Construction Management Jobs and Salaries
If you’re currently working towards a career in construction management you may be curious about what the future will hold. What kind of jobs can you get, what salaries can you look forward to, and—the biggest question of all— is it the right path for you?
Before we dive in, let’s warm up with a simpler question.
What Is Construction Management?
Construction management is the process of overseeing a construction project at all levels, from schedule and cost to quality and function. This requires a keen eye and a talent for looking at a project from different angles.
No matter what role you pursue, you will be required to come up with creative solutions involving the planning, progression and completion of a given project. All in all, you determine the best plan for delivering a high-quality project that is safe, financially sound and on time.
Construction management requires strong leadership and communication skills, as you will be overseeing your team and collaborating with professionals like architects and engineers. "[The] construction industry is a very collaborative industry," Adeeba Raheem, assistant professor of construction management at UTEP, said in an article about whether a master's in construction management is worth it. "You cannot work in silos."
Sound like a career you’d enjoy? Take a look at some of the jobs you could pursue.
Careers in Construction Management
Construction Project Director ($151,508)
As a construction project director, you’ll ensure that a project is meeting the expected quality and timeliness requested by the owner of the project. Responsibilities include reporting progress to clients, minimizing risks that might cause delays, obtaining legal permits ahead of time and managing project supervisors.
General Contractor ($96,813)
The general contractor is a worker who oversees the construction crew in projects involving commercial and residential structures. They are generally in charge of day-to-day operations and are expected to be the main source of communication between everyone involved in a project. Subcontractors like plumbers, roofers, electricians and masons will report to the general contractor. But it’s not a role that is entirely communication based. General contractors also provide utilities, dispose of waste, secure the site and may perform some engineering functions, along with a myriad of other hands-on responsibilities.
Construction Cost Estimator ($81,780)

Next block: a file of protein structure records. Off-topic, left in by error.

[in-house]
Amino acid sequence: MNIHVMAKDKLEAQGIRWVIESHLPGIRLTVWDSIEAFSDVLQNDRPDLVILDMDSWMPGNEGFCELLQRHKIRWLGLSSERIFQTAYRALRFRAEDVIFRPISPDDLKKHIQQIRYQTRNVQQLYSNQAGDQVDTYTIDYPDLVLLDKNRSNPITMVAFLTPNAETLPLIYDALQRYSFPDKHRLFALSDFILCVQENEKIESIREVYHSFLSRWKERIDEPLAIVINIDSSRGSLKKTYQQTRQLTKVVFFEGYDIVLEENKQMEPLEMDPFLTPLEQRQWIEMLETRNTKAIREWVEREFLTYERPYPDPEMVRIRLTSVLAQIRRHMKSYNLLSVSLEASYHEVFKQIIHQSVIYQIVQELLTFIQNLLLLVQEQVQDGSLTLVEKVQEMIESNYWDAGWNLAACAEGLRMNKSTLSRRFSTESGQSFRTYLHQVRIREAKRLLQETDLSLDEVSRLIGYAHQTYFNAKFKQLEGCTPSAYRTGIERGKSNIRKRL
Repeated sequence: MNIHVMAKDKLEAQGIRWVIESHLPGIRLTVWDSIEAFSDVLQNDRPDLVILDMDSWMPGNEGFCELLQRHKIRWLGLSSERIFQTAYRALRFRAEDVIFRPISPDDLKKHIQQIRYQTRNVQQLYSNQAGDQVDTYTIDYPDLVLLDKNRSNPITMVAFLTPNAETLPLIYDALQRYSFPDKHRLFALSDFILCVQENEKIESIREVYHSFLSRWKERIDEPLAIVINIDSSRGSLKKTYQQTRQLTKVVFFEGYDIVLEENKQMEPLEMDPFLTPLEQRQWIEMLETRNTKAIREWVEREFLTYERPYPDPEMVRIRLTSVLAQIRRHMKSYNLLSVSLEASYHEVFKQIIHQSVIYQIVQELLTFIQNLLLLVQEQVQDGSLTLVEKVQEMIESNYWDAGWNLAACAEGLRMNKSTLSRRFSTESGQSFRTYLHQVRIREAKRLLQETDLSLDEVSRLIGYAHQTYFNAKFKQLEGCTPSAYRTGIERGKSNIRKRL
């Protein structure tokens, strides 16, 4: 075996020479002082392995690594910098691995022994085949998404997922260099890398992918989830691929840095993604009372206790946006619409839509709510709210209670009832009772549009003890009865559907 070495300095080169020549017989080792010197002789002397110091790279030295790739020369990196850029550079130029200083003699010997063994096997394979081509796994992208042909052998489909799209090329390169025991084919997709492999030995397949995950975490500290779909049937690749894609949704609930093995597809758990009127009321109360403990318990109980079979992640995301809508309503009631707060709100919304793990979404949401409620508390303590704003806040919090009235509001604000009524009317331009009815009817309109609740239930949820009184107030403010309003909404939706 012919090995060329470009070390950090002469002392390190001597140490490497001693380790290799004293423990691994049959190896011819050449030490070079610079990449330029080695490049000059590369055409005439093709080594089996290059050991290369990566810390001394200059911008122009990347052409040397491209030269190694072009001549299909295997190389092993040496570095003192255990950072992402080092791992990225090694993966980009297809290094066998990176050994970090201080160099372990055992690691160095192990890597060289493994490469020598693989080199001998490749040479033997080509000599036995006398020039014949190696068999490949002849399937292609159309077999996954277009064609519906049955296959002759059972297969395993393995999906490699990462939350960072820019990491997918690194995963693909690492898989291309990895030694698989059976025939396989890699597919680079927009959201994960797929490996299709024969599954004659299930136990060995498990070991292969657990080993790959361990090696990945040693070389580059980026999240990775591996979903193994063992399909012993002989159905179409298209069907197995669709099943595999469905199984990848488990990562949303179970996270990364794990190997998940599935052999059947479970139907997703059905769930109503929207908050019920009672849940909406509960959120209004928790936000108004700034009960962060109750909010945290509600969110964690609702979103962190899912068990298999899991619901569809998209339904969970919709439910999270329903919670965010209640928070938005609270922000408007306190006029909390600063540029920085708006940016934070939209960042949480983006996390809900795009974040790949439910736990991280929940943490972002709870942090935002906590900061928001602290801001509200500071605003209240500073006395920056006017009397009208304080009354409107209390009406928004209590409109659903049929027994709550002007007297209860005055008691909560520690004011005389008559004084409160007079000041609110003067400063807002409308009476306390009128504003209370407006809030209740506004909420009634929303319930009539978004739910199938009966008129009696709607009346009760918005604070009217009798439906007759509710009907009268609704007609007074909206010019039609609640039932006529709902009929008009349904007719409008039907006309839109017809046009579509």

Cost estimators are in charge of estimating the cost of a project by compiling a list of required materials. Though this may sound like a simple job, there’s much more to it than meets the eye. Cost estimators start from the foundation of a building and move through upper levels as they account for materials. It requires a strong analytical eye, and an expert knowledge of the building process. Cost estimators must have a comprehensive understanding of a project before it even begins, as making a mistake can be costly in both time and money.
Construction Superintendent ($78,028)
The construction superintendent oversees projects at every phase, from initial planning to completion and final inspection. Their responsibilities during a project’s life cycle include communicating with vendors and lawyers, estimating costs, ensuring site safety, keeping track of orders, budgeting and scheduling, doing quality inspections and more. As this is such a comprehensive role, construction superintendents must have an incredible set of skills involving communication, observation, organizing, problem solving and conflict management.
Construction Inspector ($59,153)
Construction inspectors are responsible for ensuring that construction sites follow local and national building codes and ordinances, contract specifications and zoning regulations. Some examples of structures and systems that must regularly be inspected are buildings, dams, bridges, highways, sewer/water systems and electrical systems. The inspector must assess the structural integrity of these systems, ensuring that they will be able to withstand future stresses (intense weather, engineering demands, etc).
*Salary information gathered from PayScale and Indeed.
Ready to Begin Your Construction Management Career?
If you think that construction management might be the right fit for you, then make sure to check out our 100% online M.S. in Construction Management which is designed for students with bachelor's degrees in engineering, architecture, business and more—perfect for a advancement as well as a career change.
Take a look for more about the program as well as student testimonials and the courses UTEP offers. Have more questions? Reach out to an enrollment counselor for a one-on-one consultation.